Muskego-Norway students could have longer walk to bus
Students could have to walk a quarter mile for ride
Muskego - A revised transportation policy that says elementary students can be expected to walk up to a quarter of a mile to a school bus stop was approved Monday by the Muskego-Norway School Board.
But the policy also says that elementary children will be picked up closer than that whenever practicable.
That word "practicable" disturbed board member Eric Schroeder who said he would rather have the policy say where possible elementary students will be picked up closer to home.
"I wonder if we are giving the bus company too much latitude," he said. "To them what might be practicable is different than to the parent of an elementary student."
Although agreeing with his point, Superintendent Joe Schroeder said that having the policy say closer pickups where possible is pretty much pickups at the door.
In the past, the schools have been sensitive to the needs of parents and made adjustments, said board member Dean Strom.
Routes subject to change
Schroeder dropped his objection but said the schools should be particularly watchful during the first week as to how things are going. And he said, the bus company should be prepared for route changes.
The policy also includes having middle and high school students walking a quarter of a mile to a common bus stop, or longer, if they live on a cul-de-sac.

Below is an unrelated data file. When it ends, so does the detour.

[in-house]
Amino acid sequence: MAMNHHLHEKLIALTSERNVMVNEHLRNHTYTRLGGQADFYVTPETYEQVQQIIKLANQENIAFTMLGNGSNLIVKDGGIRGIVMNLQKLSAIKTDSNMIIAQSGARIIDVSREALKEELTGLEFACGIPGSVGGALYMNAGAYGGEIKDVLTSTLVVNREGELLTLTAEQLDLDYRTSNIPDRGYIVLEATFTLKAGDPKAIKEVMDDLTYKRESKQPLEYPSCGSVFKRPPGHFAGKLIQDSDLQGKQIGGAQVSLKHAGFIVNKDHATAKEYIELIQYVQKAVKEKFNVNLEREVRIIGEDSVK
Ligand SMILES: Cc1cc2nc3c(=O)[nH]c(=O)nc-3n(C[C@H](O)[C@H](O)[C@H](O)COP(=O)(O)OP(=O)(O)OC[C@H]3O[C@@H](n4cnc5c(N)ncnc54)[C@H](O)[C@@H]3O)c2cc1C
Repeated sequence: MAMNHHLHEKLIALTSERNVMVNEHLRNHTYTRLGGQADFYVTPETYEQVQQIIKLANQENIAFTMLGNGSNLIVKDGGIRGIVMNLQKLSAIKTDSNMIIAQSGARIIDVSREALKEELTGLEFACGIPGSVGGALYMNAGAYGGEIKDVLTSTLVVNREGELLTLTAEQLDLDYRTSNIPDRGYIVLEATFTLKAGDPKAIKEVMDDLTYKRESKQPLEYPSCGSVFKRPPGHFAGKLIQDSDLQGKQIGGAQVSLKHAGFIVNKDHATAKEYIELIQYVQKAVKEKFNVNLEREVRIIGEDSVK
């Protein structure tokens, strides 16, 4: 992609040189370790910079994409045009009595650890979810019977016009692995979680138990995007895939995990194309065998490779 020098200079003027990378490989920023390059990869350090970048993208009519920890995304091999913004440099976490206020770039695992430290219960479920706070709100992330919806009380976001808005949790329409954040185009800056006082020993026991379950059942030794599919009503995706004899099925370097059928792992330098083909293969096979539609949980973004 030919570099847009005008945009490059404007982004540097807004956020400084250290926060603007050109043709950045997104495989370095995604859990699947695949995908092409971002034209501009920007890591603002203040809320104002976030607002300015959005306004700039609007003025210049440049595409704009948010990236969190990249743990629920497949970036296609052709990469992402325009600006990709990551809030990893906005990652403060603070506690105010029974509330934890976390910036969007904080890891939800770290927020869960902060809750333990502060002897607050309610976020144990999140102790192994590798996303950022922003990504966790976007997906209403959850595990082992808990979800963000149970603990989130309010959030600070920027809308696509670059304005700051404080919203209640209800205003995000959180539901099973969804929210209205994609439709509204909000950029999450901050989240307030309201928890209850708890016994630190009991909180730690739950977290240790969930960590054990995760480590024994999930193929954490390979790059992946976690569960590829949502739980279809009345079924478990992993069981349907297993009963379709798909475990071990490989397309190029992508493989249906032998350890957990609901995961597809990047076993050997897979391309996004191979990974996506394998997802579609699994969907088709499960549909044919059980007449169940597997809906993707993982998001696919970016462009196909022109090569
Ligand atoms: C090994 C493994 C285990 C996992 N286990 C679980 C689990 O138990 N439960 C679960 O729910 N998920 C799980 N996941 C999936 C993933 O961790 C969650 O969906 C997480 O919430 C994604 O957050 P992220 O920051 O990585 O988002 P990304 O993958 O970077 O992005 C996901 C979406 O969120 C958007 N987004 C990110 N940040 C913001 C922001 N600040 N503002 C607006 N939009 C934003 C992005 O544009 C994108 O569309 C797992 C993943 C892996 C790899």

Buses will not go into cul-de-sacs less than a quarter-mile long to pick up middle or high school students. They will have to walk to a common bus stop.
In the original revision, buses were not going to go into these shorter cul-de-sacs even to pick up kindergartners. But that has been dropped and only the older students will have to go to a common bus stop.
Also, buses will not enter cul-de-sacs or dead-end roads so narrow that the buses would have to back up to turn around to get out. Numerous national school bus safety organizations recommend against school buses backing up, Scot Ecker, director of business services, wrote in a memo to the board.
New company, new savings
The new policy saves some money, Schroeder said, although the schools scored really significant savings this year when they switched bus companies. Much of the new policy had been past practices, but was not always adhered to, he said.
Some board members wanted to incorporate arrangements for co-curricular busing in the new policy. But Ecker advised against that. Because some things still need to be worked out with that, Ecker recommended approving the transportation policy first. Then the board can provide guidance to the administration regarding what it wants in a co-curricular busing policy, Ecker wrote.
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